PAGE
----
Whether predicting weather by joint aches or losing points on your golf game because of a trick knee, arthritis can impact movement, cause pain and sideline you unnecessarily.
How much do you really know about this condition that can cause pain, swelling and inflammation in one or more joints?
“Arthritis is one of the most common conditions affecting Americans today,” said John Magaldi, MD, chief of rheumatology at the Hartford HealthCare Bone & Joint Institute. Of the more than 100 forms of joint condition, he said rheumatoid arthritis (RA) and osteoarthritis (OA) are the most common. “RA affects the immune system and can damage muscles, connective tissue and joints. OA is the result of wear and tear of cartilage protecting the ends of the bones in joints.”
> Experiencing knee or hip pain? Take this health risk assessment
- Arthritis is an old person’s problem. While prevalent in older people, many varieties can affect children and teens. Juvenile arthritis can actually harm joints permanently.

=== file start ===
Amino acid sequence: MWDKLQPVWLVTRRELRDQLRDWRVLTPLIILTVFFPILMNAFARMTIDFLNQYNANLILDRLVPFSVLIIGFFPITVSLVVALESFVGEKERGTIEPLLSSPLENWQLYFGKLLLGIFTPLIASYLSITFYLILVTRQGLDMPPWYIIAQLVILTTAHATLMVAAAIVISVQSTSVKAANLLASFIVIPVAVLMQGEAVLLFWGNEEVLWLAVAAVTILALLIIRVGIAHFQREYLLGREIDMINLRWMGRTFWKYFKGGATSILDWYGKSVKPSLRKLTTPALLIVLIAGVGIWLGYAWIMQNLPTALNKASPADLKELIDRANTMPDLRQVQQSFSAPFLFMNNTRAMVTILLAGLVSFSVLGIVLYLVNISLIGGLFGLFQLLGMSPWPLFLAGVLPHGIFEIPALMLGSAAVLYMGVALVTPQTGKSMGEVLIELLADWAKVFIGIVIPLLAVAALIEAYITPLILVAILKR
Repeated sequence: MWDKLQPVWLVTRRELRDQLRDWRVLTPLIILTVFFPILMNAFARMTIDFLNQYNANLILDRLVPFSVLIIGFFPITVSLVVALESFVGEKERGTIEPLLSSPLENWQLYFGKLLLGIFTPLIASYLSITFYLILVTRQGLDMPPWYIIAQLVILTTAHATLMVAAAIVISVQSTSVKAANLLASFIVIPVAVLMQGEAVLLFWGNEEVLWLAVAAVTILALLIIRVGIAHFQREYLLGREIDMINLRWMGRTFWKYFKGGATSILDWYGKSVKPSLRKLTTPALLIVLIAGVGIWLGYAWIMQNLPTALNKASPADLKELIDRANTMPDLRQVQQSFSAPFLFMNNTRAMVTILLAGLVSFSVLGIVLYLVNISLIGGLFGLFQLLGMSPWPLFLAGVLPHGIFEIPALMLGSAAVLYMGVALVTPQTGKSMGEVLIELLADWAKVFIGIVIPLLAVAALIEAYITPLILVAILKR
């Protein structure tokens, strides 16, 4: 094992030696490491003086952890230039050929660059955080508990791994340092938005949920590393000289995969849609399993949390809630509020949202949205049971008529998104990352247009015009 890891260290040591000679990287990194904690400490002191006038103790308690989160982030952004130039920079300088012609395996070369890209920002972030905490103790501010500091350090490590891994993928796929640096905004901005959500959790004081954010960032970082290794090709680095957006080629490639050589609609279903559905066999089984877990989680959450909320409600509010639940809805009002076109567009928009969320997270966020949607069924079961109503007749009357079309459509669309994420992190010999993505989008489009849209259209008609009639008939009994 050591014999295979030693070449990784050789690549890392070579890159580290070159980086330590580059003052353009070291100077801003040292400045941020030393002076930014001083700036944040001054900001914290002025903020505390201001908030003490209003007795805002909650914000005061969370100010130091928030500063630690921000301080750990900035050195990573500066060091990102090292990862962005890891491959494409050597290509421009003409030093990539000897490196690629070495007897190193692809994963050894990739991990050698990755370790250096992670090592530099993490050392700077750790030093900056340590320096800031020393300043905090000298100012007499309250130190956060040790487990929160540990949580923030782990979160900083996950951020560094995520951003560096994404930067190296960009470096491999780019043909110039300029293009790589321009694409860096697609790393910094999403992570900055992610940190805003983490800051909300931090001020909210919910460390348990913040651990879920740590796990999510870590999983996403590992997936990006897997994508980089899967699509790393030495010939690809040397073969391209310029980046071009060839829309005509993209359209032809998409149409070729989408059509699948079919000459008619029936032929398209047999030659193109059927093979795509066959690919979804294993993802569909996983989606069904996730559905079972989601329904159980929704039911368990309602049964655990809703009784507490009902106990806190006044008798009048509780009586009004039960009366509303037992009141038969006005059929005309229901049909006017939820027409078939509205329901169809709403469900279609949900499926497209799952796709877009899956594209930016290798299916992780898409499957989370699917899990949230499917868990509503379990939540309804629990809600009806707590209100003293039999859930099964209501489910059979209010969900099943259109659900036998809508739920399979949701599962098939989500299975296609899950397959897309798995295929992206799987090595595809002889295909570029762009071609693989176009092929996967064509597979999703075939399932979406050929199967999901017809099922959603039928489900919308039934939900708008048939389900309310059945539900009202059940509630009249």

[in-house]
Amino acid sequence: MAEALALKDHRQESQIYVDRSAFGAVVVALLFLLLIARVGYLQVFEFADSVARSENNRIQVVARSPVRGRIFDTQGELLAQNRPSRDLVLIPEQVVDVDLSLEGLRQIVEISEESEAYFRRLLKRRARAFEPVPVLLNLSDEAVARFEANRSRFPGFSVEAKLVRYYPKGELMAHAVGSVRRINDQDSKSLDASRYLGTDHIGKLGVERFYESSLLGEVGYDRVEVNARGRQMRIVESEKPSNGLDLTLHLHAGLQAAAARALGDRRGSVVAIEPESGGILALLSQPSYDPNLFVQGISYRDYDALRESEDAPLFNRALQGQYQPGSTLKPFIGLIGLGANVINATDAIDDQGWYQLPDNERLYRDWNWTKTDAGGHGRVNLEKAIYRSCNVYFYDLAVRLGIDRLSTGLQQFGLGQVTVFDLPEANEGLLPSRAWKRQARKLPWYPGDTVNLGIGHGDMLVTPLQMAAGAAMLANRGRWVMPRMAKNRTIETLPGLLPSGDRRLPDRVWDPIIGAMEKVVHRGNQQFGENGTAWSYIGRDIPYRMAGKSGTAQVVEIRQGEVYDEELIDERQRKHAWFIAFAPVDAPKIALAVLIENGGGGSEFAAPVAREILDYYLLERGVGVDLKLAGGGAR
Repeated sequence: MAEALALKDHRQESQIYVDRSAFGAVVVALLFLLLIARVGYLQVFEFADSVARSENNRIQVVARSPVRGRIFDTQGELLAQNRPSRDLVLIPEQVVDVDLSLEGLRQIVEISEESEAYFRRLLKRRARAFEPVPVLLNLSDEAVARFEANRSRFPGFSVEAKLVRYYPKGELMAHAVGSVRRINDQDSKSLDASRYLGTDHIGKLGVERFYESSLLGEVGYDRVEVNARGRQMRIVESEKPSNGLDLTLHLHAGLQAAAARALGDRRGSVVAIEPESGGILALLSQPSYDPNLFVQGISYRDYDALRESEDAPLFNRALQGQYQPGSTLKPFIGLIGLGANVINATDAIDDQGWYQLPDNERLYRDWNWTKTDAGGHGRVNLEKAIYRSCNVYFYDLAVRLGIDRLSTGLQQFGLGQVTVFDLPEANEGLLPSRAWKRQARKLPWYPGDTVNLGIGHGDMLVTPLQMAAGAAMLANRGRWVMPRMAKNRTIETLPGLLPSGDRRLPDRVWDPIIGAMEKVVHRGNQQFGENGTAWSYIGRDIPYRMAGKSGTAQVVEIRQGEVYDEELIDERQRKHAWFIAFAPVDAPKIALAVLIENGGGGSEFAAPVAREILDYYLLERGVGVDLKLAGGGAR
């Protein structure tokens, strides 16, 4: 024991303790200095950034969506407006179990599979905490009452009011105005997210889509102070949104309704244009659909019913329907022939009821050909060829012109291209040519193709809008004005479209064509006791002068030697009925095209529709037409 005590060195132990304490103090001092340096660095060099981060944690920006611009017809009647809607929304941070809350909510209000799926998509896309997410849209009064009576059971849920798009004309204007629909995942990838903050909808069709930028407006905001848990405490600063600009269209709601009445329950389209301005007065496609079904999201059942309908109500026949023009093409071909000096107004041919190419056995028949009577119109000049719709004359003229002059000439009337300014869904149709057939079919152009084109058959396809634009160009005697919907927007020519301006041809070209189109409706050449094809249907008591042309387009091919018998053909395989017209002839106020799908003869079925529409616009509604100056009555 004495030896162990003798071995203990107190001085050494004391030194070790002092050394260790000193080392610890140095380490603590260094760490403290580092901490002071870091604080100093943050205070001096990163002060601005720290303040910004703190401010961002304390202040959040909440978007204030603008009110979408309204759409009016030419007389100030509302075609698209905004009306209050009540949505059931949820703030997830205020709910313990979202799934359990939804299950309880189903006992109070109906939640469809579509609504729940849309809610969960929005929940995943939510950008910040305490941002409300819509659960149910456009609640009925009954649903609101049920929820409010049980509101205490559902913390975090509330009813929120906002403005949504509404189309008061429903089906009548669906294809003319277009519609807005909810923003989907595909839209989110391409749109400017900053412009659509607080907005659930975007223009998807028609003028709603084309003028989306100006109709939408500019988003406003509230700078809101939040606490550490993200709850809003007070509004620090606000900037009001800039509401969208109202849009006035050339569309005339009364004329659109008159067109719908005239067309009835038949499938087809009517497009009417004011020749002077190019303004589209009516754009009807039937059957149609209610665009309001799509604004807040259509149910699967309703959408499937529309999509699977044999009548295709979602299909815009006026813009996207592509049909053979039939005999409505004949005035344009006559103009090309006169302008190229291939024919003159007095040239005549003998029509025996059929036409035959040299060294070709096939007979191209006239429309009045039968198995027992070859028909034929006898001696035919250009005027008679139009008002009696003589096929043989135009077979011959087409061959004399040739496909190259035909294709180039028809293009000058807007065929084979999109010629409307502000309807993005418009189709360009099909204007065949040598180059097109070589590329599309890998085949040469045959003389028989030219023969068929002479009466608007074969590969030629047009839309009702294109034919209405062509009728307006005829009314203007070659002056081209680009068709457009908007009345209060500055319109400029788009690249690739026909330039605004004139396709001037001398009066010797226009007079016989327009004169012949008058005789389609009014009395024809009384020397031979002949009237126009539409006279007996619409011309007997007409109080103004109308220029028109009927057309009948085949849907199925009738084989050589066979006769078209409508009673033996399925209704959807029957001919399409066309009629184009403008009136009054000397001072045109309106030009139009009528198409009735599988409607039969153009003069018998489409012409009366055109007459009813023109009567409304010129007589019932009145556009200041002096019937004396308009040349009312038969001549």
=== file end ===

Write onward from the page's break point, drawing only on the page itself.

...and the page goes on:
- Arthritis causes all joint pain. It’s important to work with a specialist, such as a rheumatologist, to diagnose the cause of joint pain because it can be soft tissue injuries, bursitis or tendonitis.
- Arthritis pain goes away in time. Don’t we wish! By seeking expert care early, you’ll save your joints from harm. RA and other types of arthritis also harm organs such as the heart, brain, skin, eyes and lungs. Effective treatments can ease pain and slow the impact arthritis has on your body.
- Arthritis worsens with exercise. The opposite is actually true – exercise can ease the swelling and pain of arthritis while you benefit from added strength, flexibility and range of motion. Talk to your healthcare provider to be cleared before starting a new program.
- Arthritis likes heat. Heat from a hot water bottle or heating pad can ease stiffness and aches in your joints, but ice also helps by reducing inflammation. If your joints are bothering you, apply heat before you exercise and ice after for any swelling.
- Arthritis causes deformities. If left untreated, arthritis can definitely cause gnarling in the hands and feet. But, early detection and treatment can help joints function properly and look normal.
> Want more health news? Text StartHere to 85209 to sign up for text alerts